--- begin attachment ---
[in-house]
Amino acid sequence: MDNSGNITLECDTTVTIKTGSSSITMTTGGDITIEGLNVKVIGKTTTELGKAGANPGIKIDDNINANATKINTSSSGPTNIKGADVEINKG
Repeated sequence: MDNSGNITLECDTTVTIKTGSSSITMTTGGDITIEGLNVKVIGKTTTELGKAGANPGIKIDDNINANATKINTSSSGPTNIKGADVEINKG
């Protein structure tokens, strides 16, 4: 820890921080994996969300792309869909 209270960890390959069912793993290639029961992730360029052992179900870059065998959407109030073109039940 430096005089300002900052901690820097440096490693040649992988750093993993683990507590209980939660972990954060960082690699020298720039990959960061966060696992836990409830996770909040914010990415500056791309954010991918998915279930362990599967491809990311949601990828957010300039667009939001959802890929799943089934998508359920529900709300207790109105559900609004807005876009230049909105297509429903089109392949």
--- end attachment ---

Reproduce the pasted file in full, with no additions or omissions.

[in-house]
Amino acid sequence: MDNSGNITLECDTTVTIKTGSSSITMTTGGDITIEGLNVKVIGKTTTELGKAGANPGIKIDDNINANATKINTSSSGPTNIKGADVEINKG
Repeated sequence: MDNSGNITLECDTTVTIKTGSSSITMTTGGDITIEGLNVKVIGKTTTELGKAGANPGIKIDDNINANATKINTSSSGPTNIKGADVEINKG
């Protein structure tokens, strides 16, 4: 820890921080994996969300792309869909 209270960890390959069912793993290639029961992730360029052992179900870059065998959407109030073109039940 430096005089300002900052901690820097440096490693040649992988750093993993683990507590209980939660972990954060960082690699020298720039990959960061966060696992836990409830996770909040914010990415500056791309954010991918998915279930362990599967491809990311949601990828957010300039667009939001959802890929799943089934998508359920529900709300207790109105559900609004807005876009230049909105297509429903089109392949």